Thursday, August 8, 2013

Toe to Toe to Toe with Scilla and Charybdis: Transiting the Straits of Messina

2013 08 07
Vulcano, Aeolian Islands, Italy

All that Remains of Fierce Charybdis -
A Smallish Standing Wave
From The Odyssey, Volume 12 describing the transit of Messina Straits:

Next came Charybdis,.
who swallows the sea in a whirlpool
then spits it up again.
Avoiding this we skirted the cliff 
whereScylla exacts her toll
Each of her six slavering maws

grabbed a sailor and wolfed him down

Charybdis and Scylla guarded the Northern Extent of the passage through the Straits of Messina, a mile wide stretch of water separating Sicily from Italy and thus defining Sicily as an Island apart.

Charybdis was a giant whirlpool on the Eastern gate that sucked your boat down to the bottom and spit it back out again.  Avoiding the whirlpool a sailor had to face Scylla, a six headed monster of rock that grabbed the hapless vessel and ate it whole, spitting out only splinters.

Fortunately for all an earthquake has rearranged the topography of the bottom of the Straits and removed the threat of both whirlpool and rock.  Not at all disappointingly our passage of the Straits of Messina was straightforward.

Ignoring the calculations based on high tide at Gibraltar we approached the straits five hours early and had a wonderful lift from current for the entire passage.  Only the final two miles, the home of Scylla and Charybdis, saw adverse current, at one point reducing our forward speed to two knots.  Wishing to steer a course of 020 magnetic I was forced to point the boat to 070 to make the proper way.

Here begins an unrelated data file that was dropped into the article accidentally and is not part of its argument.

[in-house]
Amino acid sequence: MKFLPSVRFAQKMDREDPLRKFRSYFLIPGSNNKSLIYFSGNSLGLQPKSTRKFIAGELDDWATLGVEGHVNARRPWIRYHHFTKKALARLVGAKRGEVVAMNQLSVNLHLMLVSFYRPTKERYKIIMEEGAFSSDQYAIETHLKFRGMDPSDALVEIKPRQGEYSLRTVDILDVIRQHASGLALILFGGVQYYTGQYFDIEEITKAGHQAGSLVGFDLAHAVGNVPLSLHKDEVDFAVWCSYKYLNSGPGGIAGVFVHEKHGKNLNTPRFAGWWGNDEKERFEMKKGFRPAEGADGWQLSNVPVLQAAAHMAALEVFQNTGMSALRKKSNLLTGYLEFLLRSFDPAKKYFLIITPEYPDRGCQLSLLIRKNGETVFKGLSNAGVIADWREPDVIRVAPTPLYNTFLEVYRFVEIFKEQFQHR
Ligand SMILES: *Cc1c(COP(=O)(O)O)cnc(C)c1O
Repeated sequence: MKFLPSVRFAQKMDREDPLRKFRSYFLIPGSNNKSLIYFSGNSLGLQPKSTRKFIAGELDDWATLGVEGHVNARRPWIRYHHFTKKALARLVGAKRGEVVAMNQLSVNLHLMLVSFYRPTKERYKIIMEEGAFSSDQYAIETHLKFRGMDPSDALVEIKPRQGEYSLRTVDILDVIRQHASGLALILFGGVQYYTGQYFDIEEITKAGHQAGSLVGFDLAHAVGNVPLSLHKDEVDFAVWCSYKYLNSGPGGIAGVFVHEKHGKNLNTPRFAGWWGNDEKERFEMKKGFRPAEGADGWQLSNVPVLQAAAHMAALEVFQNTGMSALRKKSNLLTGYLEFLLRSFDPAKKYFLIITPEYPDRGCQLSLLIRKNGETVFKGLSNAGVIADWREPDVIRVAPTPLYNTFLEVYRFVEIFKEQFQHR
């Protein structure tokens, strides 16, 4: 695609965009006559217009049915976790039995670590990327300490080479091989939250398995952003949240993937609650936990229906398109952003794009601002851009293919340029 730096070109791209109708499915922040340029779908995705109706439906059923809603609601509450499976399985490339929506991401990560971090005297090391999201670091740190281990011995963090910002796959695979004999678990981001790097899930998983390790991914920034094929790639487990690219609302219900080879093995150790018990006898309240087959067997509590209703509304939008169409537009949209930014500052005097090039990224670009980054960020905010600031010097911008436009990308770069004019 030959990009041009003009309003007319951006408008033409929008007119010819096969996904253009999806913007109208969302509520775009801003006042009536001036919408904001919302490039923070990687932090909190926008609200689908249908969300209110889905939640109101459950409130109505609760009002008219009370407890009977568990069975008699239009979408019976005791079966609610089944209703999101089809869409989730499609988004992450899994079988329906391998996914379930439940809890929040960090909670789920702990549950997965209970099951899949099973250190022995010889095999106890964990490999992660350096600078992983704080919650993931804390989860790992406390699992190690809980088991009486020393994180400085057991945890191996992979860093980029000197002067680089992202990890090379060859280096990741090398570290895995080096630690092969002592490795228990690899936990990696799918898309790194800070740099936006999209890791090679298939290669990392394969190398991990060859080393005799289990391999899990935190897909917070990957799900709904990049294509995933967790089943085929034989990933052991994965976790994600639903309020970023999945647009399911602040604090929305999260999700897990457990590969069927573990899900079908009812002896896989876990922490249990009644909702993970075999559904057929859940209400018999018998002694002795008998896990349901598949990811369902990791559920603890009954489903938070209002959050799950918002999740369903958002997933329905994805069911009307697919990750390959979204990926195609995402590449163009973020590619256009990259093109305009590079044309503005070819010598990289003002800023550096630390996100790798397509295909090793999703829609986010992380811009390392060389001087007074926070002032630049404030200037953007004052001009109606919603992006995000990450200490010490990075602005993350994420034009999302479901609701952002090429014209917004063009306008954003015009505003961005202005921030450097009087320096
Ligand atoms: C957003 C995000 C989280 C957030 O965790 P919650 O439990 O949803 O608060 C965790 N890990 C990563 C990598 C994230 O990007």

Had I just pointed my boat at the spot I wanted to go then I too would have been introduced to Scylla and likely she would have enjoyed us as an afternoon snack.

In the result transiting the Straits was a non event although it was fun to be apprehensive about doing it.  All in all the real danger in the Messina Straits are the numerous ferries running across the short gap without regard to small boat traffic.  

Entering Vulcano Anchorage we Were Passed By This
Impudent but Interesting Hydrofoil
If yopu click on the photo it should enlarge
Exiting the Straits we made the thirty odd miles to Vulcano, one of the Aeolian islands.
Another famous island in this group is Stromboli.  

Our Anchorage at Vulcano
Vulcano is home to an active volcano and Stromboli, twenty miles off, is very active, emitting fumes and spitting rocks almost continuously.  The air quality here is very bad but the terrain is very cool.  

Stromboli (right not left) Distant in the Far Mist

More Vulcano Anchorage and One Dead Volcano -
Note the emissions on the right hand side indicating
Somewhere back there hides the real thing
Today we explore.

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